I can never really pin down when I started creating art, that timeline is always hard for me to define. I’d say that it wasn’t till the end of my undergraduate experience that I fully begun to grasp what it is to have a studio practice. My time at CU certainly molded and paved my pathway to making art and maintain a studio practice.
“I have a deep and personal connection to Denver’s art scene. This city was home to my first studio outside of the Academia world and one that really shaped how I approach my practice today. I honestly do not know where I’d be if I had spent my time elsewhere.”
303: Tell us a bit about ROAM and what inspired you for this piece.
Geiger: ROAM is physically the largest piece I have taken on and is a 26 ft wide neon billboard like sculpture that displays an animation of an abstracted tumbleweed endlessly rolling along. Neon is something I’ve always wanted to play around with, it is a material that is still in heavy existence here in Detroit. But it is also a material that has this wonderful history and dual legacy for being once a representation of lush and lavish advertisement to that of being a standard sad country song lyric and symbol of seedy dive bars. It, like the tumbleweed is a wonderful stand in for all the different elements that are incorporated into the vast mountains, plateaus, and deserts of the West.
303: What exactly is the Black Cube and what do they stand for? How did they go about approaching you to make this piece?
Geiger: Black Cube is a nomadic contemporary art museum that commissions artworks by its Artist Fellows, of which I am one. It has a unique take on exhibition spaces in that it has no permanent exhibition space. The white walls of a typical gallery give the artist freedom within the space – they are able to fully take it over and make their work a center point. While Black Cube challenges that notion and in turn the artist. It is an exhibition model that really pushes an artist’s process and forces them to work with their given surroundings. This can give so much more gut and girth to a piece and reach out to audience members in a whole new light.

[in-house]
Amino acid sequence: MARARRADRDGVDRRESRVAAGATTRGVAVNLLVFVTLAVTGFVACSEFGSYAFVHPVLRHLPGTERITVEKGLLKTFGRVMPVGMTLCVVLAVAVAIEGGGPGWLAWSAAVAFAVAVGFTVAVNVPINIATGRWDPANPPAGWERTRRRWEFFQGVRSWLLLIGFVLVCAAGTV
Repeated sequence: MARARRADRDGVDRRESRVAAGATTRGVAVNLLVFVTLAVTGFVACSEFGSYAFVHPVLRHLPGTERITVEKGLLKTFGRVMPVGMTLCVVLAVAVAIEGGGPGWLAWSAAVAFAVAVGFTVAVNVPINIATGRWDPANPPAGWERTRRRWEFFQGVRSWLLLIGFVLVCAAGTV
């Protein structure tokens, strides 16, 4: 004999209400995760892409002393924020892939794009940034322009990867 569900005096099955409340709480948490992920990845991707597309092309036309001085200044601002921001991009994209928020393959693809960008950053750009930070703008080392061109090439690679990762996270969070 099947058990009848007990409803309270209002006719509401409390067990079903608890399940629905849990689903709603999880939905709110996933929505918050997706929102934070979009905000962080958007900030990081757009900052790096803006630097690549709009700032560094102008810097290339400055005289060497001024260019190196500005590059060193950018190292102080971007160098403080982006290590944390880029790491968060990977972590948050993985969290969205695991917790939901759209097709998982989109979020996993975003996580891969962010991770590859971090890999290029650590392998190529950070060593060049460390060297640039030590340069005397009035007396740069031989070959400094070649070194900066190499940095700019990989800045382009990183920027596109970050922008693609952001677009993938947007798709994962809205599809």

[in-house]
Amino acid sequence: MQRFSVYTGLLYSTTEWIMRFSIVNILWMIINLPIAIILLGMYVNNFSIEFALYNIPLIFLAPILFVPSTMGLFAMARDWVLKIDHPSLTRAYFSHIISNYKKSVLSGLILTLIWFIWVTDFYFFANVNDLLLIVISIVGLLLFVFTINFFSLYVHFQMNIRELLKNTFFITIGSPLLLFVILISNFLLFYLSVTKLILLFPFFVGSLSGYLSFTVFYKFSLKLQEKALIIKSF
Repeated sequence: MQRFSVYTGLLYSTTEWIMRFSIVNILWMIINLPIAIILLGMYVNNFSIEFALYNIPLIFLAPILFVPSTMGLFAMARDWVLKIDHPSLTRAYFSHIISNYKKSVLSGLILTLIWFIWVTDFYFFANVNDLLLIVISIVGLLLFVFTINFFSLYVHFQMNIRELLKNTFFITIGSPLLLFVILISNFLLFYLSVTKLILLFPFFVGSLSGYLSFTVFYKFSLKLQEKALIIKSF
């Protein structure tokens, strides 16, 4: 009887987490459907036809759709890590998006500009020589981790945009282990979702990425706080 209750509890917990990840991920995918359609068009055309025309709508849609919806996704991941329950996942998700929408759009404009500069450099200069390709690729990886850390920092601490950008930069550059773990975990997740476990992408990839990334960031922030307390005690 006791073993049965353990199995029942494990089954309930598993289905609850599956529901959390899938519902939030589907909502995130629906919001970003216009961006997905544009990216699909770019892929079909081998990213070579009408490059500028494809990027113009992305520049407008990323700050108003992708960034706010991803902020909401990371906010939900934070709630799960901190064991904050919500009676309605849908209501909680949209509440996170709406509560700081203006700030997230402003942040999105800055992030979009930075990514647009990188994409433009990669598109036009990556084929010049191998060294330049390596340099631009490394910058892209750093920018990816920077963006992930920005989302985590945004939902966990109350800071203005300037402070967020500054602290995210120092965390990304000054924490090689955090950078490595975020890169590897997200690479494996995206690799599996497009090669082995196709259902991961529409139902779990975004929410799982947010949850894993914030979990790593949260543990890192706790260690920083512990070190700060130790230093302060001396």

Personally, I’ve been working with Cortney Stell and Black Cube for a year and half now. Cortney contacted me for an initial studio visit and from that point we hash out ideas of what the work can be and where it can go. As I said before the difference with a regular space and Black Cube is site and more so the mobility of site. So with that time is a big thing. We spent probably over six months in the beginning adapting and tweaking my initial ideas into what then became ROAM and then probably as much time finding locations, getting permits and all that fun stuff.
303: How would you compare the Denver art scene compared to everywhere else around the world?
Geiger: It surely a unique place and one that was hard for me to leave. Denver’s art scene is strong and super community driven. The formation of TANK studios and Redline are great examples of the level of work being made there and perhaps more importantly the support that is shared amongst all the artists in that city.
303: What do you hope to inspire through the ROAM piece?
Geiger: I hope to create a moment of pause for people who pass by – to catch them like a mosquito to a bug zapper and leave them with something they normally wouldn’t come to interact with.